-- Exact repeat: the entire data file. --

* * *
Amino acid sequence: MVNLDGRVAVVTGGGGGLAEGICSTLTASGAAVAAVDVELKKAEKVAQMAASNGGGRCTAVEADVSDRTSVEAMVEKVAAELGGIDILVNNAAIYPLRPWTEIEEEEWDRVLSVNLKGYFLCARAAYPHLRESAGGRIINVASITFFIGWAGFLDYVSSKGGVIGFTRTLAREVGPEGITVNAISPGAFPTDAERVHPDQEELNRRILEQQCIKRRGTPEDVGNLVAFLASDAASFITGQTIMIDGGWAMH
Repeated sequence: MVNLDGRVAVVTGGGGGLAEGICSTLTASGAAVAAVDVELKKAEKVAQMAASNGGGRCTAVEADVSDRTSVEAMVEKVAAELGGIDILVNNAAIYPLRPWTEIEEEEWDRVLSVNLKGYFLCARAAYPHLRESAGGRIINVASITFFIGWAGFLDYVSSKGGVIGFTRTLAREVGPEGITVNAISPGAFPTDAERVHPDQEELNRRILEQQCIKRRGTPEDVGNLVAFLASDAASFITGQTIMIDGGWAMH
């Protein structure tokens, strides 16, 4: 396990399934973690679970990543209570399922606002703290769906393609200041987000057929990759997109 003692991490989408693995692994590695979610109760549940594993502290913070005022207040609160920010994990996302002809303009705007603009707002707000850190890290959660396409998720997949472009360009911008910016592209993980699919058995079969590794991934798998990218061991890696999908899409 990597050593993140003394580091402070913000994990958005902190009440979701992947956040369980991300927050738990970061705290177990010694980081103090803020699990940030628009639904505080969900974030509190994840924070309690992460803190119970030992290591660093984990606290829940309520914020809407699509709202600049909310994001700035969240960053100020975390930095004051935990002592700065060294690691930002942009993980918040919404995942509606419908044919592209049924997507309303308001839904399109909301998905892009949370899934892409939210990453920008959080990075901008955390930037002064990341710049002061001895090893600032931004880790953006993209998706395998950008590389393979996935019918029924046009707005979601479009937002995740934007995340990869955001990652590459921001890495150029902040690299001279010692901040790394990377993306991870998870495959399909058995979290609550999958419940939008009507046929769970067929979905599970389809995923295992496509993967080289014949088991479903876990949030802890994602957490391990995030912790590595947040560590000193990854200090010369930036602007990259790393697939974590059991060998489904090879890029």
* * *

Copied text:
Amino acid sequence: MVNLDGRVAVVTGGGGGLAEGICSTLTASGAAVAAVDVELKKAEKVAQMAASNGGGRCTAVEADVSDRTSVEAMVEKVAAELGGIDILVNNAAIYPLRPWTEIEEEEWDRVLSVNLKGYFLCARAAYPHLRESAGGRIINVASITFFIGWAGFLDYVSSKGGVIGFTRTLAREVGPEGITVNAISPGAFPTDAERVHPDQEELNRRILEQQCIKRRGTPEDVGNLVAFLASDAASFITGQTIMIDGGWAMH
Repeated sequence: MVNLDGRVAVVTGGGGGLAEGICSTLTASGAAVAAVDVELKKAEKVAQMAASNGGGRCTAVEADVSDRTSVEAMVEKVAAELGGIDILVNNAAIYPLRPWTEIEEEEWDRVLSVNLKGYFLCARAAYPHLRESAGGRIINVASITFFIGWAGFLDYVSSKGGVIGFTRTLAREVGPEGITVNAISPGAFPTDAERVHPDQEELNRRILEQQCIKRRGTPEDVGNLVAFLASDAASFITGQTIMIDGGWAMH
């Protein structure tokens, strides 16, 4: 396990399934973690679970990543209570399922606002703290769906393609200041987000057929990759997109 003692991490989408693995692994590695979610109760549940594993502290913070005022207040609160920010994990996302002809303009705007603009707002707000850190890290959660396409998720997949472009360009911008910016592209993980699919058995079969590794991934798998990218061991890696999908899409 990597050593993140003394580091402070913000994990958005902190009440979701992947956040369980991300927050738990970061705290177990010694980081103090803020699990940030628009639904505080969900974030509190994840924070309690992460803190119970030992290591660093984990606290829940309520914020809407699509709202600049909310994001700035969240960053100020975390930095004051935990002592700065060294690691930002942009993980918040919404995942509606419908044919592209049924997507309303308001839904399109909301998905892009949370899934892409939210990453920008959080990075901008955390930037002064990341710049002061001895090893600032931004880790953006993209998706395998950008590389393979996935019918029924046009707005979601479009937002995740934007995340990869955001990652590459921001890495150029902040690299001279010692901040790394990377993306991870998870495959399909058995979290609550999958419940939008009507046929769970067929979905599970389809995923295992496509993967080289014949088991479903876990949030802890994602957490391990995030912790590595947040560590000193990854200090010369930036602007990259790393697939974590059991060998489904090879890029």